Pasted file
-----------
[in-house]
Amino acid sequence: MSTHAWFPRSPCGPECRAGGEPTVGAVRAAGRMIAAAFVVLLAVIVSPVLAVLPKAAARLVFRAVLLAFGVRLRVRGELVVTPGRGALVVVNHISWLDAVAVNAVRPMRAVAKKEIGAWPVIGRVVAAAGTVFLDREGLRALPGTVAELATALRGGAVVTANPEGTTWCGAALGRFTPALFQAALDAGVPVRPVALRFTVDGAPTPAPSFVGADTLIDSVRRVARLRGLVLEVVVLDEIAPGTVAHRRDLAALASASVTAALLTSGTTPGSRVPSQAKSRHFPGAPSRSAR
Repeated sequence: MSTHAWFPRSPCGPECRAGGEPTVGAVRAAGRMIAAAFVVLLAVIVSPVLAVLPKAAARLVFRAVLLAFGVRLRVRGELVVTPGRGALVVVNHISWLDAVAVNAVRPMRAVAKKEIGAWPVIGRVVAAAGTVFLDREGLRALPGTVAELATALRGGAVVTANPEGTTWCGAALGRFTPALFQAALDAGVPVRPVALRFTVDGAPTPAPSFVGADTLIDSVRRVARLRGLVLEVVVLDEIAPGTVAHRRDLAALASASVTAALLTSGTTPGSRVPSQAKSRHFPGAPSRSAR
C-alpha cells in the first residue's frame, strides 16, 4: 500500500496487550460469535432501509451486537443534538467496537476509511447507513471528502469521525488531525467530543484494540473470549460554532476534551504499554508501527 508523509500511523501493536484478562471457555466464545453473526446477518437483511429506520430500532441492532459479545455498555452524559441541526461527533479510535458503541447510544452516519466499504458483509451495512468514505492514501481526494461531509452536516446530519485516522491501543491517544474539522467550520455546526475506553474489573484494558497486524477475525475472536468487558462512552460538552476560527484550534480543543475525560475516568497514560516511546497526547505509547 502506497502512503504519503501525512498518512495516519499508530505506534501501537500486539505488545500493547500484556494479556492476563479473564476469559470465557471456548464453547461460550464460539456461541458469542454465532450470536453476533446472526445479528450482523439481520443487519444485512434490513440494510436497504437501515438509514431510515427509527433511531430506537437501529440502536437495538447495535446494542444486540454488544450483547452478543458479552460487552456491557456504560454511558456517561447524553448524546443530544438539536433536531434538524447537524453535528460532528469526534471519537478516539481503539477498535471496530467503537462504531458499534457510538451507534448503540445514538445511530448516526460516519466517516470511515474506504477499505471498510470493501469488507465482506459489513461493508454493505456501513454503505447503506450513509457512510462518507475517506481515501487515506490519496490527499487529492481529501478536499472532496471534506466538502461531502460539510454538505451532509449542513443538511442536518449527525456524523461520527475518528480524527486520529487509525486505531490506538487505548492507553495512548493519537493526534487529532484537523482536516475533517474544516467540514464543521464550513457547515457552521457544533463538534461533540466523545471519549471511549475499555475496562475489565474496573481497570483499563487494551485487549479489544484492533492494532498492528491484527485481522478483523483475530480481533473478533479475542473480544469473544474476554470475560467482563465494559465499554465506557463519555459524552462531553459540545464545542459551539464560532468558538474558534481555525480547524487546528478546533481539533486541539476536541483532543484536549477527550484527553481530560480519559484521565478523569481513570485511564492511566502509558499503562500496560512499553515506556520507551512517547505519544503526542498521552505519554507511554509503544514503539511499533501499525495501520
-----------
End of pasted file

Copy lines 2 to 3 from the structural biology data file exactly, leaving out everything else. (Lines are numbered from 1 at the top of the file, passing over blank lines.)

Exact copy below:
Amino acid sequence: MSTHAWFPRSPCGPECRAGGEPTVGAVRAAGRMIAAAFVVLLAVIVSPVLAVLPKAAARLVFRAVLLAFGVRLRVRGELVVTPGRGALVVVNHISWLDAVAVNAVRPMRAVAKKEIGAWPVIGRVVAAAGTVFLDREGLRALPGTVAELATALRGGAVVTANPEGTTWCGAALGRFTPALFQAALDAGVPVRPVALRFTVDGAPTPAPSFVGADTLIDSVRRVARLRGLVLEVVVLDEIAPGTVAHRRDLAALASASVTAALLTSGTTPGSRVPSQAKSRHFPGAPSRSAR
Repeated sequence: MSTHAWFPRSPCGPECRAGGEPTVGAVRAAGRMIAAAFVVLLAVIVSPVLAVLPKAAARLVFRAVLLAFGVRLRVRGELVVTPGRGALVVVNHISWLDAVAVNAVRPMRAVAKKEIGAWPVIGRVVAAAGTVFLDREGLRALPGTVAELATALRGGAVVTANPEGTTWCGAALGRFTPALFQAALDAGVPVRPVALRFTVDGAPTPAPSFVGADTLIDSVRRVARLRGLVLEVVVLDEIAPGTVAHRRDLAALASASVTAALLTSGTTPGSRVPSQAKSRHFPGAPSRSAR